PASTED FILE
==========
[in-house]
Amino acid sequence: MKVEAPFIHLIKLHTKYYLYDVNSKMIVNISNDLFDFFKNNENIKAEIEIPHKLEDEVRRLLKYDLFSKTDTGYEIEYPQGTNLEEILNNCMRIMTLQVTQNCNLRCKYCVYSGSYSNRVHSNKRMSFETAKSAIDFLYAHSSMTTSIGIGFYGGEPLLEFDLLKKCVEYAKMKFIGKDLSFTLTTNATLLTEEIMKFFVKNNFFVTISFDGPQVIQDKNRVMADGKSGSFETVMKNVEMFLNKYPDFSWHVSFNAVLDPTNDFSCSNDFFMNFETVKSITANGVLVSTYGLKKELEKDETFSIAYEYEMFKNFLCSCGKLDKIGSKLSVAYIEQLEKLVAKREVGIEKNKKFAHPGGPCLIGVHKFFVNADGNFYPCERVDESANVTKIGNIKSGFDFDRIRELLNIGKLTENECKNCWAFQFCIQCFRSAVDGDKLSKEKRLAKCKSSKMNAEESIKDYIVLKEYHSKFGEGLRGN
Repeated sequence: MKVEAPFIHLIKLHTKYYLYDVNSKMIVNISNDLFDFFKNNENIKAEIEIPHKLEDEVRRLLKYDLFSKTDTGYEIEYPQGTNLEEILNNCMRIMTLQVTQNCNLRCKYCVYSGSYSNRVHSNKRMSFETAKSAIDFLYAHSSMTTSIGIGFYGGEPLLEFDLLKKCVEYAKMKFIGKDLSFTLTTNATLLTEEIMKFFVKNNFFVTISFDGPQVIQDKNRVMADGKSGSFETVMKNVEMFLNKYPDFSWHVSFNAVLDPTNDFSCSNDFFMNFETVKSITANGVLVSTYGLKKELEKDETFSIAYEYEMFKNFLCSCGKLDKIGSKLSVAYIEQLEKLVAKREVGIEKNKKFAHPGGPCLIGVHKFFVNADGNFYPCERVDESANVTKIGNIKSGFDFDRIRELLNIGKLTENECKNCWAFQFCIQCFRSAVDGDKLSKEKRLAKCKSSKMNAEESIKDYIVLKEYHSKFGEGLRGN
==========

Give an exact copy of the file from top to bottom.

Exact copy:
[in-house]
Amino acid sequence: MKVEAPFIHLIKLHTKYYLYDVNSKMIVNISNDLFDFFKNNENIKAEIEIPHKLEDEVRRLLKYDLFSKTDTGYEIEYPQGTNLEEILNNCMRIMTLQVTQNCNLRCKYCVYSGSYSNRVHSNKRMSFETAKSAIDFLYAHSSMTTSIGIGFYGGEPLLEFDLLKKCVEYAKMKFIGKDLSFTLTTNATLLTEEIMKFFVKNNFFVTISFDGPQVIQDKNRVMADGKSGSFETVMKNVEMFLNKYPDFSWHVSFNAVLDPTNDFSCSNDFFMNFETVKSITANGVLVSTYGLKKELEKDETFSIAYEYEMFKNFLCSCGKLDKIGSKLSVAYIEQLEKLVAKREVGIEKNKKFAHPGGPCLIGVHKFFVNADGNFYPCERVDESANVTKIGNIKSGFDFDRIRELLNIGKLTENECKNCWAFQFCIQCFRSAVDGDKLSKEKRLAKCKSSKMNAEESIKDYIVLKEYHSKFGEGLRGN
Repeated sequence: MKVEAPFIHLIKLHTKYYLYDVNSKMIVNISNDLFDFFKNNENIKAEIEIPHKLEDEVRRLLKYDLFSKTDTGYEIEYPQGTNLEEILNNCMRIMTLQVTQNCNLRCKYCVYSGSYSNRVHSNKRMSFETAKSAIDFLYAHSSMTTSIGIGFYGGEPLLEFDLLKKCVEYAKMKFIGKDLSFTLTTNATLLTEEIMKFFVKNNFFVTISFDGPQVIQDKNRVMADGKSGSFETVMKNVEMFLNKYPDFSWHVSFNAVLDPTNDFSCSNDFFMNFETVKSITANGVLVSTYGLKKELEKDETFSIAYEYEMFKNFLCSCGKLDKIGSKLSVAYIEQLEKLVAKREVGIEKNKKFAHPGGPCLIGVHKFFVNADGNFYPCERVDESANVTKIGNIKSGFDFDRIRELLNIGKLTENECKNCWAFQFCIQCFRSAVDGDKLSKEKRLAKCKSSKMNAEESIKDYIVLKEYHSKFGEGLRGN